Hidalgo County Emergency Management Officials are advising communities along the Rio Grande to be on high alert. River levels continue to rise in Rio Grande City, Starr County, due to rainfall from the latest Tropical Depression #2 and releases from Falcon Dam. A similar increase in river level may be felt in western Hidalgo County communities as early as overnight.
There is a potential for some localized flooding from the Rio Grande, but NO mandatory evacuation order has been issued; however, residents should be prepared for the possibility of a voluntary self-evacuation, which would be announced through the news media as well as by law enforcement visiting the areas at risk. If you see you are in danger, though, please evacuate yourself and notify authorizes of the danger.
“Remain weather aware and listen intently to the advisories issued by your local public officials and law enforcement,” said Tony Pena, Hidalgo County Emergency Management Coordinator. “We are still under a flash flood watch, and the very nature of flash floods is that they happen very quickly. There will not be much time to get out if an evacuation is called for, so we need residents to help us by preparing ahead of time.”
One community, El Rincon del Diablo, located south of the river levees near Granjeno, was already alerted this morning to self-evacuate. Of those who were at home, all residents were cooperative and understanding. Diversions into the interior floodway are ongoing, according to the U.S. International Boundary and Water Commission. Anzalduas County Park is inaccessible at this time. Regional water search and rescue teams based out of Mission and Weslaco are on stand-by, as well. U.S. Customs and Border Protection reports that all international bridges except Los Ebanos are open. Federal and local law enforcement officials continue to be the eyes on the ground for the Hidalgo County Emergency Operations Center.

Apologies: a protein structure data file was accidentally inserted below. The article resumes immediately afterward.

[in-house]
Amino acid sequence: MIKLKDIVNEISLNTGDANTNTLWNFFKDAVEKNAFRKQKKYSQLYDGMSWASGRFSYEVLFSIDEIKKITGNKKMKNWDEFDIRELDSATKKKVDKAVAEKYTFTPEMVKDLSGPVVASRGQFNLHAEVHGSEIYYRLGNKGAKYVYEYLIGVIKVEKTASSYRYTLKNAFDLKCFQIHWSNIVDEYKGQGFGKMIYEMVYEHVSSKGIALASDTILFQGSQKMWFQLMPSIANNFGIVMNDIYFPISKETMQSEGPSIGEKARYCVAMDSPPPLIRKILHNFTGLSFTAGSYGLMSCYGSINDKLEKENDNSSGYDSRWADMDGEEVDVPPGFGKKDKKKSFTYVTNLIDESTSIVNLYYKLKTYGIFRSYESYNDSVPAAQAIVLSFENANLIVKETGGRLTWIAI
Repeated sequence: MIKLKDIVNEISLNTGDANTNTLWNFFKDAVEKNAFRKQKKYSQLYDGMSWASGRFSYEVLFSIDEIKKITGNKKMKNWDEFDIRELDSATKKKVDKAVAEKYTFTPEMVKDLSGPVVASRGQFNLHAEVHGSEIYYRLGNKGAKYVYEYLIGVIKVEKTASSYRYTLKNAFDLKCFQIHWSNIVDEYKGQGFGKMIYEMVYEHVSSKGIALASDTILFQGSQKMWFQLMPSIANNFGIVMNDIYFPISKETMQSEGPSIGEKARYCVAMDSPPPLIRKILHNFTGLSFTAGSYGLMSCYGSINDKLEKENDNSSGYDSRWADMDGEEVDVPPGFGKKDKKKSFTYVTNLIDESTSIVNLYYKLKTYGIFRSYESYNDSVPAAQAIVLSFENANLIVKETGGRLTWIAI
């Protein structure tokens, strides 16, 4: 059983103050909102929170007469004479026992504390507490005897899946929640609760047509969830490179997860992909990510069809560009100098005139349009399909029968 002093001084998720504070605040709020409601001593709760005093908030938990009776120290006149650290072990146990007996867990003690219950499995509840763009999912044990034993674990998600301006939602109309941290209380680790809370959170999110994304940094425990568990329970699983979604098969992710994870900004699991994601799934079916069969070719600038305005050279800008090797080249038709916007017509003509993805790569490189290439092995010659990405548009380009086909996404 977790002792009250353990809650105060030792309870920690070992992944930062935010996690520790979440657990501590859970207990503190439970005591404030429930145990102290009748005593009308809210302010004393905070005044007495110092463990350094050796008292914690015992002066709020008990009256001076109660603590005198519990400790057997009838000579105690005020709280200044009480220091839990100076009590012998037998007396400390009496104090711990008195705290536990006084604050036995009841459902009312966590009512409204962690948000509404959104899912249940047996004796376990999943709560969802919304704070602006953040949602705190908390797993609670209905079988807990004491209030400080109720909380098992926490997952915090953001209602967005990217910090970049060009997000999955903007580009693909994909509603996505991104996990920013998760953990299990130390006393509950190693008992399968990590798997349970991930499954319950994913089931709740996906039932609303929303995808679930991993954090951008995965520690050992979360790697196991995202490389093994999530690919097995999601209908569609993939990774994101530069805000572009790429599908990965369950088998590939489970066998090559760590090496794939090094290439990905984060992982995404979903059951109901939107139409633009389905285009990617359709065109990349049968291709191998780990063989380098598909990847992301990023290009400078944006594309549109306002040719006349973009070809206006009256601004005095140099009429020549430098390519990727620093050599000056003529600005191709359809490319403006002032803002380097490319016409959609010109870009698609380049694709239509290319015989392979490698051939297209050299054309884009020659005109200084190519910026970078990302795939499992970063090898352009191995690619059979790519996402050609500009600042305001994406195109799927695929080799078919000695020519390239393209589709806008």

Shelters have not been opened at this time, although they can be activiated based on need. Pumps remained staged at critical junctures to ensue de-watering operations as necessary. Mosquito control operations that were underway after Hurricane Alex have temporarily stopped until the passage of this severe weather. The three county judges of Hidalgo, Cameron and Willacy counties sent a letter to Texas Department of State Health Commissioner David Lakey today requesting aerial spraying for the region.
Hidalgo County Emergency Management Officials continue to be in contact with area cities, counties, elected officials and other governmental and non-profit agencies. The situation will be monitored overnight and until the risk subsides.